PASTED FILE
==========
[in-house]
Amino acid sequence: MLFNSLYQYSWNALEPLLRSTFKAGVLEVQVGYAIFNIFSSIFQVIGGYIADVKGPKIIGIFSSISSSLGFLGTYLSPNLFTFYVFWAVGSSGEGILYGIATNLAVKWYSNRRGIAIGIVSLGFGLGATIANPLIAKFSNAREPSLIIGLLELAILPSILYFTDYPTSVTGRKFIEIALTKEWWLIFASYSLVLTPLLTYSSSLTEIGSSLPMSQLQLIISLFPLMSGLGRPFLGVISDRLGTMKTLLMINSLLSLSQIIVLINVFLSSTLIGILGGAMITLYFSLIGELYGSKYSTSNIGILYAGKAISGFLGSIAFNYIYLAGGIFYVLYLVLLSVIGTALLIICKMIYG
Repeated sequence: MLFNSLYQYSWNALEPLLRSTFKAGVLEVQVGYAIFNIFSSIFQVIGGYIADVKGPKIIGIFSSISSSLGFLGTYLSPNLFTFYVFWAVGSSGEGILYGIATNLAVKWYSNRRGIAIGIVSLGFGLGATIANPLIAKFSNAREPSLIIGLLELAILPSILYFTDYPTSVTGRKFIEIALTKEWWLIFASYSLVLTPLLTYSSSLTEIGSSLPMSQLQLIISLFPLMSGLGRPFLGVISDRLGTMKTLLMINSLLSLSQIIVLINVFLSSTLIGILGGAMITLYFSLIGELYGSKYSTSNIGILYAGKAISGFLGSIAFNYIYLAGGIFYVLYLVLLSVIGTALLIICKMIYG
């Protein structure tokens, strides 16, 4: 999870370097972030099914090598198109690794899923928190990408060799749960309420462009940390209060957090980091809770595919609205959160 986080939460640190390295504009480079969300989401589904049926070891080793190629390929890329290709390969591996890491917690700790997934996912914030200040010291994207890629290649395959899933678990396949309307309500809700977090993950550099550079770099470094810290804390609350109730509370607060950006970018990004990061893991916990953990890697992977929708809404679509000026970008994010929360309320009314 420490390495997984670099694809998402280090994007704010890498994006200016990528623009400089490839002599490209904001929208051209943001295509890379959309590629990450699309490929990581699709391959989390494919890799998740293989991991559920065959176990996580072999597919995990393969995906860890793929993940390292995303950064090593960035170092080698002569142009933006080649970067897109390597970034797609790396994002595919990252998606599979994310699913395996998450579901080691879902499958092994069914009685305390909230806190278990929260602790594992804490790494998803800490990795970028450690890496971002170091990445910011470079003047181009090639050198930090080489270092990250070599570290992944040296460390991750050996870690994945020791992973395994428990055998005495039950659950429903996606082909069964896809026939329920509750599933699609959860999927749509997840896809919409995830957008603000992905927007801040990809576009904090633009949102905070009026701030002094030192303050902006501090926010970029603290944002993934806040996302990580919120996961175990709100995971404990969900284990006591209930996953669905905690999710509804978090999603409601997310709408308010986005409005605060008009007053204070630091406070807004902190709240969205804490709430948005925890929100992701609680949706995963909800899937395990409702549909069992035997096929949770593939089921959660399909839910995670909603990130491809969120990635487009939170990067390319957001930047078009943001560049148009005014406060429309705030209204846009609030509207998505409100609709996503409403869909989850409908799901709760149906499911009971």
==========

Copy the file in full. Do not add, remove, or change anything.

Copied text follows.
[in-house]
Amino acid sequence: MLFNSLYQYSWNALEPLLRSTFKAGVLEVQVGYAIFNIFSSIFQVIGGYIADVKGPKIIGIFSSISSSLGFLGTYLSPNLFTFYVFWAVGSSGEGILYGIATNLAVKWYSNRRGIAIGIVSLGFGLGATIANPLIAKFSNAREPSLIIGLLELAILPSILYFTDYPTSVTGRKFIEIALTKEWWLIFASYSLVLTPLLTYSSSLTEIGSSLPMSQLQLIISLFPLMSGLGRPFLGVISDRLGTMKTLLMINSLLSLSQIIVLINVFLSSTLIGILGGAMITLYFSLIGELYGSKYSTSNIGILYAGKAISGFLGSIAFNYIYLAGGIFYVLYLVLLSVIGTALLIICKMIYG
Repeated sequence: MLFNSLYQYSWNALEPLLRSTFKAGVLEVQVGYAIFNIFSSIFQVIGGYIADVKGPKIIGIFSSISSSLGFLGTYLSPNLFTFYVFWAVGSSGEGILYGIATNLAVKWYSNRRGIAIGIVSLGFGLGATIANPLIAKFSNAREPSLIIGLLELAILPSILYFTDYPTSVTGRKFIEIALTKEWWLIFASYSLVLTPLLTYSSSLTEIGSSLPMSQLQLIISLFPLMSGLGRPFLGVISDRLGTMKTLLMINSLLSLSQIIVLINVFLSSTLIGILGGAMITLYFSLIGELYGSKYSTSNIGILYAGKAISGFLGSIAFNYIYLAGGIFYVLYLVLLSVIGTALLIICKMIYG
């Protein structure tokens, strides 16, 4: 999870370097972030099914090598198109690794899923928190990408060799749960309420462009940390209060957090980091809770595919609205959160 986080939460640190390295504009480079969300989401589904049926070891080793190629390929890329290709390969591996890491917690700790997934996912914030200040010291994207890629290649395959899933678990396949309307309500809700977090993950550099550079770099470094810290804390609350109730509370607060950006970018990004990061893991916990953990890697992977929708809404679509000026970008994010929360309320009314 420490390495997984670099694809998402280090994007704010890498994006200016990528623009400089490839002599490209904001929208051209943001295509890379959309590629990450699309490929990581699709391959989390494919890799998740293989991991559920065959176990996580072999597919995990393969995906860890793929993940390292995303950064090593960035170092080698002569142009933006080649970067897109390597970034797609790396994002595919990252998606599979994310699913395996998450579901080691879902499958092994069914009685305390909230806190278990929260602790594992804490790494998803800490990795970028450690890496971002170091990445910011470079003047181009090639050198930090080489270092990250070599570290992944040296460390991750050996870690994945020791992973395994428990055998005495039950659950429903996606082909069964896809026939329920509750599933699609959860999927749509997840896809919409995830957008603000992905927007801040990809576009904090633009949102905070009026701030002094030192303050902006501090926010970029603290944002993934806040996302990580919120996961175990709100995971404990969900284990006591209930996953669905905690999710509804978090999603409601997310709408308010986005409005605060008009007053204070630091406070807004902190709240969205804490709430948005925890929100992701609680949706995963909800899937395990409702549909069992035997096929949770593939089921959660399909839910995670909603990130491809969120990635487009939170990067390319957001930047078009943001560049148009005014406060429309705030209204846009609030509207998505409100609709996503409403869909989850409908799901709760149906499911009971």